Friday, September 08, 2006

A Wisconsin tragedy, in the making

Devil's Lake State Park is succumbing to that evil weed, garlic mustard. It has a really good foothold in the park, the most popular in the state. Devil's Lake, besides being beautiful, is home to some very fragile plant species. If the garlic mustard isn't controlled, those fragile plant species will be crowded out. An amazing variety of wildlife calls the park home as well. If the garlic mustard isn't controlled, the plants those birds and animals eat or that their prey eats will no longer exist, and then, eventually, neither will those birds and animals.

Garlic mustard is more prolific than a pack of horny rabbits. Volunteers at Devil's Lake work to pull the plant, but it's bigger, meaner, and more abundant than they are. They are losing the battle.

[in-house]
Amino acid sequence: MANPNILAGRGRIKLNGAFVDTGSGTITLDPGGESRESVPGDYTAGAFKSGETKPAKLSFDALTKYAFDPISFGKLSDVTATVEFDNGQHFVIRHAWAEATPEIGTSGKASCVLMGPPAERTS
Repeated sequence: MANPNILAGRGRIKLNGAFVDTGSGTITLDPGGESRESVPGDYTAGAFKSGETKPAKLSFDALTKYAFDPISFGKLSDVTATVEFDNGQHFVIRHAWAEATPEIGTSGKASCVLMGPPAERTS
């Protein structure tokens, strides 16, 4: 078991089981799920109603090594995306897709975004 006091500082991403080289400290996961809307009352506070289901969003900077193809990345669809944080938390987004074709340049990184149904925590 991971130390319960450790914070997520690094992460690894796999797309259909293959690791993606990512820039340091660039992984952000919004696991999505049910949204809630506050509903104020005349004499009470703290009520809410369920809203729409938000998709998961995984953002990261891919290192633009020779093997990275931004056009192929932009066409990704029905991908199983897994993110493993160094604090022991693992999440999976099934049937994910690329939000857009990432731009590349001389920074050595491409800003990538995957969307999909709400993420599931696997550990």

Young garlic mustard in Devil's Lake.

This park will be lost unless some heavy resources are invested to control this invasive. Experience has shown that relying on efforts by volunteers, no matter how dedicated they are, is futile. Controlling garlic mustard simply needs more labor and time than volunteers can provide.

This park is a huge economic and natural asset for the citizens and state of Wisconsin. State officials are now putting together the 2007-09 budget. It will be interesting to see if protecting this vital state resource is a state funding priority in the coming two years.

Maybe it will be. But to be safe, if you want to see Devil's Lake State Park's vast array of plant and animal life, visit soon. After that, it may be too late.

Garlic mustard crowded out other plants in this area of Devil's Lake State Park. The dead stalks are all that is left at the end of the plant's life cycle.

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